Interestingly, Scalia did not overtly overrule the Miller case in his Heller opinion. He just lamely tried to dance around the issue. One gets the impression that both the Heller and the Miller cases are poorly thought out, especially when you put the two of them together. Is the standard "common use," or is it "common use by the military"?

    This area cries out for clarification by the current Court. From all indications, they are not hesitant to wade into such situations when it suits their purposes (now that CJ Roberts has been shunted aside). How pro-2A are they, really? We may soon find out.
     
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  9. JohnKSa

    JohnKSa Administrator Staff Member

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    One would think. And in fact, it is because of one of those "minor" issues that turn out to be very important.
    That very important "minor" issue is that SCOTUS has not held that firearm registration is unconstitutional. The NFA doesn't prohibit possession, it only requires registration.
    Miller and Heller do contradict each other to at least some extent, and Miller isn't even consistent with the facts available at the time that the ruling came out.
     
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  10. Jim Watson

    Jim Watson Member

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    And taxation.
    An enthusiast might see a parallel with the poll tax, a tax on exercise of a right.
     
  11. JohnKSa

    JohnKSa Administrator Staff Member

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    Indeed. It might be interesting to see how far a challenge against the NFA taxes would go. I don't know if that's been tried.
     
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  12. patmccoy

    patmccoy Member

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    [QUOTEThe holding in the Miller case was that a sawed-off shotgun did not have "some reasonable relationship to the preservation or efficiency of a well regulated militia," and therefore was not protected by the 2nd Amendment.][/QUOTE]

    Not quite right. Below is the actual wording from Miller:

    "5
    In the absence of any evidence tending to show that possession or use of a 'shotgun having a barrel of less than eighteen inches in length' at this time has some reasonable relationship to the preservation or efficiency of a well regulated militia, we cannot say that the Second Amendment guarantees the right to keep and bear such an instrument. Certainly it is not within judicial notice that this weapon is any part of the ordinary military equipment or that its use could contribute to the common defense. Aymette v. State of Tennessee, 2 Humph., Tenn., 154, 158."

    As Miller had died, and his attorneys decided not to respond to SCOTUS, NO EVIDENCE was provided that a short barreled shotgun was used by the military EVEN THO they had been used in the trenches in WWI.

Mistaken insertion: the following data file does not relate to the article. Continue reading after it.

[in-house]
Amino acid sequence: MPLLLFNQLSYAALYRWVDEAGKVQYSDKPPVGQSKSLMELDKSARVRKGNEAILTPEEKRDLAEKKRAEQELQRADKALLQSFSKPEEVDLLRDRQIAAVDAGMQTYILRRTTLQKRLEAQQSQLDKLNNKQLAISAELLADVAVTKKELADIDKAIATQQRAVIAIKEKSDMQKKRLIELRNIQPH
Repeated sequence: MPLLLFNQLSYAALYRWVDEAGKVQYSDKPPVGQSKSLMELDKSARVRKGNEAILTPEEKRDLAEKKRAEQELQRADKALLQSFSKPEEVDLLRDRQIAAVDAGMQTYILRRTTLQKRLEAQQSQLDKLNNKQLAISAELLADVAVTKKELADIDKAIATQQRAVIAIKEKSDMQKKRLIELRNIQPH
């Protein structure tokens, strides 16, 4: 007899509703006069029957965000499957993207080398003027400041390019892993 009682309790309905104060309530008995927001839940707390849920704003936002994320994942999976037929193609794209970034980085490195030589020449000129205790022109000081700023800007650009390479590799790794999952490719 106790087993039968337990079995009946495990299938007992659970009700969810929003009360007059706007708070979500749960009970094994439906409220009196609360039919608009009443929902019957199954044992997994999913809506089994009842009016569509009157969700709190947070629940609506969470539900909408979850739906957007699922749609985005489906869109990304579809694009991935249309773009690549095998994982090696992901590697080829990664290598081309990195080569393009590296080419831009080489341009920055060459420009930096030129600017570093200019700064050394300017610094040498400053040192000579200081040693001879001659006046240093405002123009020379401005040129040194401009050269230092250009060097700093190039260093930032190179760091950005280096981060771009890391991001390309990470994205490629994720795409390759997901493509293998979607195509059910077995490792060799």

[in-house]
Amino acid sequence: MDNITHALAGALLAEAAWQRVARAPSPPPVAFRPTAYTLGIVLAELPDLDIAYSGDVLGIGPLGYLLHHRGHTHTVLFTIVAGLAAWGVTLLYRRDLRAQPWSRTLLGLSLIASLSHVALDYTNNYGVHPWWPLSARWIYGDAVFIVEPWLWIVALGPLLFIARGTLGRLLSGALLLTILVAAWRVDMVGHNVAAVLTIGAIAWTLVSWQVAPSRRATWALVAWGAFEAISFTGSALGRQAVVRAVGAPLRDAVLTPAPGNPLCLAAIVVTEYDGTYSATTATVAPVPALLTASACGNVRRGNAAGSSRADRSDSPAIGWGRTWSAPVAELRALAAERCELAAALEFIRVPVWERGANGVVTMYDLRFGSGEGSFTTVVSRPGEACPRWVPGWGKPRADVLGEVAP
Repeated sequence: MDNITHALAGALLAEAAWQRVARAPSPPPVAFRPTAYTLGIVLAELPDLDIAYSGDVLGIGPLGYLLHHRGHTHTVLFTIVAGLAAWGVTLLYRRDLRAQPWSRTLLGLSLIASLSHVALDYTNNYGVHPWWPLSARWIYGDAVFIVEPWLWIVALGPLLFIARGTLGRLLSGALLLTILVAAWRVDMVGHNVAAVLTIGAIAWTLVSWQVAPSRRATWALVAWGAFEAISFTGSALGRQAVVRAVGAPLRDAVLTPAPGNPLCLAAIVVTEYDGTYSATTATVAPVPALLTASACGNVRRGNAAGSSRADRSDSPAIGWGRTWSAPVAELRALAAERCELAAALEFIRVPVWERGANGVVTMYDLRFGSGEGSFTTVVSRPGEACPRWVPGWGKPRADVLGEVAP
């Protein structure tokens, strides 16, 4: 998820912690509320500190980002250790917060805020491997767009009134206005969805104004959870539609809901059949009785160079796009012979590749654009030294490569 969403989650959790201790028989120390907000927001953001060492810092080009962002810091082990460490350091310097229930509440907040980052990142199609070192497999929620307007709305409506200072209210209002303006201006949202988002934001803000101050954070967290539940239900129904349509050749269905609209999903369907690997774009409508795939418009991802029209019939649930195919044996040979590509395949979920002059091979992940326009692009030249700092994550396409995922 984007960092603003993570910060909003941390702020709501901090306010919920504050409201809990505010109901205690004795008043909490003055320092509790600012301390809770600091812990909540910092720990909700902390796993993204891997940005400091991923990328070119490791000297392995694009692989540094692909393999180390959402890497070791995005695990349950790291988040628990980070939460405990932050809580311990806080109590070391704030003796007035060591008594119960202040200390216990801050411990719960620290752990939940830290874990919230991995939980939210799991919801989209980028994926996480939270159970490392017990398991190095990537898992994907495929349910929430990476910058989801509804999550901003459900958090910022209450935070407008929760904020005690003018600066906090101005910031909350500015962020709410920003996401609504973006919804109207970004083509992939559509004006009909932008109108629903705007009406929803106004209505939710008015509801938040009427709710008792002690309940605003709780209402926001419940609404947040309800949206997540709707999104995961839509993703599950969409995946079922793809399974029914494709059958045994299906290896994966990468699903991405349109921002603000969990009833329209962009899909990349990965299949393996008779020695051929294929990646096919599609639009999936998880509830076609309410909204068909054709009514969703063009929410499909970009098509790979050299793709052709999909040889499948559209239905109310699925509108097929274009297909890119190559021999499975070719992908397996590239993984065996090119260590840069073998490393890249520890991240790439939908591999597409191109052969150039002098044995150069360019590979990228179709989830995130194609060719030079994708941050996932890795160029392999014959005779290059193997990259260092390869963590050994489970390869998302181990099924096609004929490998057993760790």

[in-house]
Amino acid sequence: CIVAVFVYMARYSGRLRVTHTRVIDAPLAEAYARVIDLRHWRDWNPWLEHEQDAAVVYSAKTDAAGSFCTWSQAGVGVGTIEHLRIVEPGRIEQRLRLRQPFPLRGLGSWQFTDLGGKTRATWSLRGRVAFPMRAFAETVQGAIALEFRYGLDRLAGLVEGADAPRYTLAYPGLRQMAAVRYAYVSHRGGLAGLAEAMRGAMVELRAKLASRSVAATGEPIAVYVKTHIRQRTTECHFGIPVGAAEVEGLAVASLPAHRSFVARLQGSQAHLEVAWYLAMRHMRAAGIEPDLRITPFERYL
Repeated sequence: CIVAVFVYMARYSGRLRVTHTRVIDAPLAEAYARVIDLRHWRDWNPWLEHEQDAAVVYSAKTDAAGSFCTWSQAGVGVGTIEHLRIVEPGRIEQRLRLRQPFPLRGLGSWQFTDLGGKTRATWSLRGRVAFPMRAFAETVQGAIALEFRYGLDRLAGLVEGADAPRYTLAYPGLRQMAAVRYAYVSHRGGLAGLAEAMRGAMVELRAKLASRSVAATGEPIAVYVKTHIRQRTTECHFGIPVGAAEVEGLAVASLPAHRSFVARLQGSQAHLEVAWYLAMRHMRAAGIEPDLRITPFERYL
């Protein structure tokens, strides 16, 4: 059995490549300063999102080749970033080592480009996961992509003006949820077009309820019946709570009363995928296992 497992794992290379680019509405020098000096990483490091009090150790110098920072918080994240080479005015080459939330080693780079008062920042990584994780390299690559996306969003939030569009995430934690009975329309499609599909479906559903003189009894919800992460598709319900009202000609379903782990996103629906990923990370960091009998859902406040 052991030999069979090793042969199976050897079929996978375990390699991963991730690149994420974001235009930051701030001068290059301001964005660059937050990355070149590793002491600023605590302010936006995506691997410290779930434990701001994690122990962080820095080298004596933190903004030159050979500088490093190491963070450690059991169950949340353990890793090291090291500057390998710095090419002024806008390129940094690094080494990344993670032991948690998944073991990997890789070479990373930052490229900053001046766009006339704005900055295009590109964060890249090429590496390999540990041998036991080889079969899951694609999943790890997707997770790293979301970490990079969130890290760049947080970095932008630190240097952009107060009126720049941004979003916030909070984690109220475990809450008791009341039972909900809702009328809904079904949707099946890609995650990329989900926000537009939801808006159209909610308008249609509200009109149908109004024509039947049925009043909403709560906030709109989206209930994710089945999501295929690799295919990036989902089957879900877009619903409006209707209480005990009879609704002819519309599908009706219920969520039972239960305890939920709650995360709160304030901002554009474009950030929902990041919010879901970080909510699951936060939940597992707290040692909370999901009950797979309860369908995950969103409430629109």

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  13. CapnMac

    CapnMac Member

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    From memory, there was a case challenging the "tax stamp" restriction on marijuana, and the Court of the time argued that Congress had the power to levy taxes , and had done so via legislation which was signed into law by a president. And that made it legit.
    Now, the business of never issuing the stamp, and denying any budget for enforcement for legally obeying the law was not addressed.

    The important change we have now is that Heller, for all its foibles, has given us a notion of Strict Scrutiny for 2A jurisprudence.
     
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  14. redcon1

    redcon1 Member

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    I get the impression that the US government, as we have come to know it, isn't about to treat machine guns like ordinary weapons under any circumstances. They are not going to be persuaded. I'd be happy to see the HPA passed but they took a knee on that too. I think there's an argument to be made for equipping law abiding US citizens with post-86 machine guns but, like I said, this government won't be persuaded.
     
  15. Jim Watson

    Jim Watson Member

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    But you do not have a constitutionally recognized right to smoke dope.
     
  16. redcon1

    redcon1 Member

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    According to the ATF's recent definition of a framer and receiver final rule letter, the M16 was designed for the military and the AR15 was designed for civilian markets. According to the BATFE, the two firearms are distinctly different and I take them at their word that that is the case. 812_n.jpg?_nc_cat=108&ccb=1-6&_nc_sid=730e14&_nc_ohc=f8pEg4sR3CoAX-aVeap&_nc_ht=scontent.ftol2-1.jpg
     
  17. AlexanderA
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    AlexanderA Member

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    OK then, let them just declare that the Hughes Amendment is unconstitutional, and reopen the registry. And declare that registration is a "ministerial" (routine) act, without long administrative delays.
     
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  18. JohnKSa

    JohnKSa Administrator Staff Member

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    Why would the Hughes Amendment be unconstitutional? Hughes doesn't prevent registration or ownership of machineguns, it just limits the overall number in the registry to around 630,000--the number that were registered when the law went into effect.